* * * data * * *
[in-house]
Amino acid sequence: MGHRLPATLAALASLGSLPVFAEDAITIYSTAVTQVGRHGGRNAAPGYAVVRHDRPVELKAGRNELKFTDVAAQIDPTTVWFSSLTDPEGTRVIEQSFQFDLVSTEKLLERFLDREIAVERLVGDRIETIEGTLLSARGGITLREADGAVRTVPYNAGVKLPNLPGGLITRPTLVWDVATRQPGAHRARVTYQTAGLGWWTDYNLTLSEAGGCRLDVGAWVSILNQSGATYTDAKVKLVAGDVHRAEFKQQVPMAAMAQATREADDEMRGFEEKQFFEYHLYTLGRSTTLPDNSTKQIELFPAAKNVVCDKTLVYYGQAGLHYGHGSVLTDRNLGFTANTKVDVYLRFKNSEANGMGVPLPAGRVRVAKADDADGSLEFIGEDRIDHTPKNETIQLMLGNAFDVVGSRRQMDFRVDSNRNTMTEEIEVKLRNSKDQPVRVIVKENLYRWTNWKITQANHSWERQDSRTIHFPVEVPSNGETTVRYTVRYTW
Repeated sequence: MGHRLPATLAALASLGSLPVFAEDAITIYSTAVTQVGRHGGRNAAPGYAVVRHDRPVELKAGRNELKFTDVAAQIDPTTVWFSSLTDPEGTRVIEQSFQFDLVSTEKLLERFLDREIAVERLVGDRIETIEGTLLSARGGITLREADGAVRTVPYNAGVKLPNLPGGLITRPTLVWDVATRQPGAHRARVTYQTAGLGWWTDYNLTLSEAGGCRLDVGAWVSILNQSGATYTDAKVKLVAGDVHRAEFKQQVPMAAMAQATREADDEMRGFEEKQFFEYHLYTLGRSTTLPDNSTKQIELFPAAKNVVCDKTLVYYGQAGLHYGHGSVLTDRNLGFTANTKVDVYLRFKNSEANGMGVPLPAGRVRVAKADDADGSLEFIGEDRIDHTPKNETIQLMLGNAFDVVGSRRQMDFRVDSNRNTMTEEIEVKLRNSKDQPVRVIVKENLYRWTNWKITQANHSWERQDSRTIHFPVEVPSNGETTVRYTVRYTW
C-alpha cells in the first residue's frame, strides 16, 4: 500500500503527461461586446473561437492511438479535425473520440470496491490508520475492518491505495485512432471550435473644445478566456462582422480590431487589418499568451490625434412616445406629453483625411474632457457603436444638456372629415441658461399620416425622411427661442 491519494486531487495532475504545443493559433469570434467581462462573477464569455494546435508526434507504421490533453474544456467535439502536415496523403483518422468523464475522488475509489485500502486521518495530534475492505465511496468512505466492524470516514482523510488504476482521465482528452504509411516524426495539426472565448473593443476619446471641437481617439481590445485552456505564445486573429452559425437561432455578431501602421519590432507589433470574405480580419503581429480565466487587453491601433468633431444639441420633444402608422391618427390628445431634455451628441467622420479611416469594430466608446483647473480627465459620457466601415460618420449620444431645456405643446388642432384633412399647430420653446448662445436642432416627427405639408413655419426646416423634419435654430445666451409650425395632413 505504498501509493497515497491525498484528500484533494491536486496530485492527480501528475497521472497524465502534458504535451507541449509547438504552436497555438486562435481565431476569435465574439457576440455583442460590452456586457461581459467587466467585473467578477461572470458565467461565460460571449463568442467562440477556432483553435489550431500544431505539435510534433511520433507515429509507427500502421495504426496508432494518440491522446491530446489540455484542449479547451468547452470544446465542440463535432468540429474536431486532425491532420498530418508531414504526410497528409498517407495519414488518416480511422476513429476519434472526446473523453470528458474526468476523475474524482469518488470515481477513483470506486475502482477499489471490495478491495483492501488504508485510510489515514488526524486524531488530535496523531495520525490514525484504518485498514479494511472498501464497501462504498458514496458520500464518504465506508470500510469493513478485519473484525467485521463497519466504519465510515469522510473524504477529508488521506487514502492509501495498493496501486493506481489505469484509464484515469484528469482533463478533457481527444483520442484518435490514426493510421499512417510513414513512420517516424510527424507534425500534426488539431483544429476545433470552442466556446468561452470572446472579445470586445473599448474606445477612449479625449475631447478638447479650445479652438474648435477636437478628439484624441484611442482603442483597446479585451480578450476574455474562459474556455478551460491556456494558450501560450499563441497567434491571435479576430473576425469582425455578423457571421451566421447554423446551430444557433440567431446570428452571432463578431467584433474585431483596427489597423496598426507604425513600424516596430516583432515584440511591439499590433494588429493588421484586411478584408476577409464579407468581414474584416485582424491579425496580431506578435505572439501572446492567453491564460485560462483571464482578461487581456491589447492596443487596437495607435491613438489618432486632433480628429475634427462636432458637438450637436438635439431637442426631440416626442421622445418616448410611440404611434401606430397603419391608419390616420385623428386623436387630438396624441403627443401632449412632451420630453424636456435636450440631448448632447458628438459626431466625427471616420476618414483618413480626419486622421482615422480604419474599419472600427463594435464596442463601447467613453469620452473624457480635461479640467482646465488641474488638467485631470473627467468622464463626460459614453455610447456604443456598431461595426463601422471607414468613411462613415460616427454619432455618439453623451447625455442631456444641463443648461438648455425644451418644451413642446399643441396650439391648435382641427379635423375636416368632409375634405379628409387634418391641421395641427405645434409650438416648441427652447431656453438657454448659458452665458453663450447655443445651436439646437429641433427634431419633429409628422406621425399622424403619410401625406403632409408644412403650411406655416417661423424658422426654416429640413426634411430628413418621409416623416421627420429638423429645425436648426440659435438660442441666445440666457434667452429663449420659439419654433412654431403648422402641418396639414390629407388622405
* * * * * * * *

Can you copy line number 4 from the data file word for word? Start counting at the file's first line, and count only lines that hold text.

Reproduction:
C-alpha cells in the first residue's frame, strides 16, 4: 500500500503527461461586446473561437492511438479535425473520440470496491490508520475492518491505495485512432471550435473644445478566456462582422480590431487589418499568451490625434412616445406629453483625411474632457457603436444638456372629415441658461399620416425622411427661442 491519494486531487495532475504545443493559433469570434467581462462573477464569455494546435508526434507504421490533453474544456467535439502536415496523403483518422468523464475522488475509489485500502486521518495530534475492505465511496468512505466492524470516514482523510488504476482521465482528452504509411516524426495539426472565448473593443476619446471641437481617439481590445485552456505564445486573429452559425437561432455578431501602421519590432507589433470574405480580419503581429480565466487587453491601433468633431444639441420633444402608422391618427390628445431634455451628441467622420479611416469594430466608446483647473480627465459620457466601415460618420449620444431645456405643446388642432384633412399647430420653446448662445436642432416627427405639408413655419426646416423634419435654430445666451409650425395632413 505504498501509493497515497491525498484528500484533494491536486496530485492527480501528475497521472497524465502534458504535451507541449509547438504552436497555438486562435481565431476569435465574439457576440455583442460590452456586457461581459467587466467585473467578477461572470458565467461565460460571449463568442467562440477556432483553435489550431500544431505539435510534433511520433507515429509507427500502421495504426496508432494518440491522446491530446489540455484542449479547451468547452470544446465542440463535432468540429474536431486532425491532420498530418508531414504526410497528409498517407495519414488518416480511422476513429476519434472526446473523453470528458474526468476523475474524482469518488470515481477513483470506486475502482477499489471490495478491495483492501488504508485510510489515514488526524486524531488530535496523531495520525490514525484504518485498514479494511472498501464497501462504498458514496458520500464518504465506508470500510469493513478485519473484525467485521463497519466504519465510515469522510473524504477529508488521506487514502492509501495498493496501486493506481489505469484509464484515469484528469482533463478533457481527444483520442484518435490514426493510421499512417510513414513512420517516424510527424507534425500534426488539431483544429476545433470552442466556446468561452470572446472579445470586445473599448474606445477612449479625449475631447478638447479650445479652438474648435477636437478628439484624441484611442482603442483597446479585451480578450476574455474562459474556455478551460491556456494558450501560450499563441497567434491571435479576430473576425469582425455578423457571421451566421447554423446551430444557433440567431446570428452571432463578431467584433474585431483596427489597423496598426507604425513600424516596430516583432515584440511591439499590433494588429493588421484586411478584408476577409464579407468581414474584416485582424491579425496580431506578435505572439501572446492567453491564460485560462483571464482578461487581456491589447492596443487596437495607435491613438489618432486632433480628429475634427462636432458637438450637436438635439431637442426631440416626442421622445418616448410611440404611434401606430397603419391608419390616420385623428386623436387630438396624441403627443401632449412632451420630453424636456435636450440631448448632447458628438459626431466625427471616420476618414483618413480626419486622421482615422480604419474599419472600427463594435464596442463601447467613453469620452473624457480635461479640467482646465488641474488638467485631470473627467468622464463626460459614453455610447456604443456598431461595426463601422471607414468613411462613415460616427454619432455618439453623451447625455442631456444641463443648461438648455425644451418644451413642446399643441396650439391648435382641427379635423375636416368632409375634405379628409387634418391641421395641427405645434409650438416648441427652447431656453438657454448659458452665458453663450447655443445651436439646437429641433427634431419633429409628422406621425399622424403619410401625406403632409408644412403650411406655416417661423424658422426654416429640413426634411430628413418621409416623416421627420429638423429645425436648426440659435438660442441666445440666457434667452429663449420659439419654433412654431403648422402641418396639414390629407388622405